That democratic narrative still possesses an inexorable power, and it may slowly be sinking in at 1600 Pennsylvania Avenue that there's no road that leads backward from here. At least not this time. But how long that collective narrative can be sustained, when an ever-larger proportion of the public no longer buys into it, is an open question. There are early indications from exit polling that Trump may actually have improved his vote share, relative to 2016, among several demographic groups, including Latinos, white women and Black men. As individual data points those seem nonsensical, given the abundant and unconcealed racism and misogyny driving the Trumpian movement. As part of a larger picture — a picture that isn't just American but global in scale — they make slightly more sense. 

One presidential election, won by assembling an emergency coalition and largely throwing ideology to the wayside, cannot resolve the crisis of democracy. For hundreds of millions of people across the "Western" zone of so-called capitalism and so-called liberal democracy, the economic and political system appears to be a dysfunctional scam that locks in inequality, squelches opportunity and condemns many or most people to precarious lives of wage-slave drudgery, bottomless debt and pointless consumerism. Many of those people are prepared to consider alternatives to the current situation, even when those alternatives appear — at least to the privileged and educated classes — to be warmed-over authoritarian drivel, delivered by a patently insincere second-rate celebrity.

If it sounds like I'm winding up to tell you that the Democratic Party must embrace a bold progressive agenda, or that Bernie Sanders and Alexandria Ocasio-Cortez could have led the party to glorious victory from coast to coast, I'm not. That's one possible conclusion, but there's no one-size-fits-all solution to the democratic (or Democratic) dilemma. 

Centrist Democrats like Rep. Abigail Spanberger of Virginia (a former CIA agent) are eager to blame Black Lives Matter rhetoric or "socialism" for whatever went wrong this year. Leftists of course blame the party's perennially muddled, middle-path messaging. Both sides have a point, honestly: Eventually the Democratic Party has to figure out what it stands for, in the context of 21st-century reality, and exactly where and how it's willing to fight. "We're not the fascists" worked medium-well this time around, but it's not much of a long-term program.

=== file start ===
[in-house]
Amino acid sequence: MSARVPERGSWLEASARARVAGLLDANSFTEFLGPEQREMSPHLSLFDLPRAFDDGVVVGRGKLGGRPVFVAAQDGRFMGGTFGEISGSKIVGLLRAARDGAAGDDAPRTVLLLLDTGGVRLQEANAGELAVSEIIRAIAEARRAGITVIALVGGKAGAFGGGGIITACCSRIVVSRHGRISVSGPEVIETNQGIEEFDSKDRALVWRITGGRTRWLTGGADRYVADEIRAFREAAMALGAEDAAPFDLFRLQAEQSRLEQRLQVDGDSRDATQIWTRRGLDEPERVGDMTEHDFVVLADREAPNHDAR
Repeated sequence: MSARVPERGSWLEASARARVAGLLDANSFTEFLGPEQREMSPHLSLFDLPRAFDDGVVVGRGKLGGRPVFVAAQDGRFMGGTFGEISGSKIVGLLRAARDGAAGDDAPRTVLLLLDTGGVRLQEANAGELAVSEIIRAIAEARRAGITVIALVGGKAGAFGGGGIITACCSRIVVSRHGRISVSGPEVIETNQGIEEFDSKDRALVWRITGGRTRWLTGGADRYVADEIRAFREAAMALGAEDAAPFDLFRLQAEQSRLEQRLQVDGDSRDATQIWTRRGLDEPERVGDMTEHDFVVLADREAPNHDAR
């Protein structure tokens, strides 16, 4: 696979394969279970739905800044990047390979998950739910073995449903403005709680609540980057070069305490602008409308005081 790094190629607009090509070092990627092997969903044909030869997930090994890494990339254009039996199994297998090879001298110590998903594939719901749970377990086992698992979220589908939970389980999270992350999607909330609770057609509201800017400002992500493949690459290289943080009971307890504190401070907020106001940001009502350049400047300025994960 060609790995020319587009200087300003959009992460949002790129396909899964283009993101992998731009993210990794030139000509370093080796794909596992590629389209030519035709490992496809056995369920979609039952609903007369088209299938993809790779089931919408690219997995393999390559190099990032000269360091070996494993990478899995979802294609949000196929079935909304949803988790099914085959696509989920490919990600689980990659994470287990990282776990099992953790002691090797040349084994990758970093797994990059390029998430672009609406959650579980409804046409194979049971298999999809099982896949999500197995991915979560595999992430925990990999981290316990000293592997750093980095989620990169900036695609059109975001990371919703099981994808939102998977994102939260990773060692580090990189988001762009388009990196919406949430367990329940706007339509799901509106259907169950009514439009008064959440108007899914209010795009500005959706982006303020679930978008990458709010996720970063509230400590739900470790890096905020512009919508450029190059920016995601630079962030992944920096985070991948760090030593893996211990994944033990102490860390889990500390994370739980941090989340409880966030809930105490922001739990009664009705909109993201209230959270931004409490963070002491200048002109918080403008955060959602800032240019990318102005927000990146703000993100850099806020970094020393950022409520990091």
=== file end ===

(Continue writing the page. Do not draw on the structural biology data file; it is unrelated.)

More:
An impressive number of Americans — a clear majority of the electorate — voted last week to give our damaged democracy another chance, on the presumption that it offers the best chance of addressing our deep-rooted social and economic problems. A somewhat smaller number, yet still enormous by any standard and unprecedented in historical terms, voted for something quite different: Let's call it a quasi-imperial state, presided over by a professional con man with orange skin and cake-frosting hair who has failed at everything he's ever done — except television stardom! — and who thrives on ignorance, bigotry, cruelty and greed.

It's impossible to say where all this is heading, but it does no good to avoid the essential nature of the conflict. On one side are those who want to reassert or restore the long-established rules of political engagement, after what they hope was a momentary interruption. Those on the other side have long since concluded that the rules no longer exist or do not apply to them, or at best are only tools to be cynically deployed in the naked quest for power. 

No democracy can long survive such a predicament, where the competing parties do not accept the same basic premises, and do not even perceive the same political reality. That second camp — the no-rules, fuck-your-democracy party — has suffered a defeat in this election, and will gradually and begrudgingly stage a strategic retreat. Its nominal leader will be forced into exile, and his supporters will grieve, after their own gruesome fashion. But nothing has happened in 2020 to break their will, or to convince them they are wrong. 

By Andrew O'Hehir

Andrew O'Hehir is executive editor of Salon.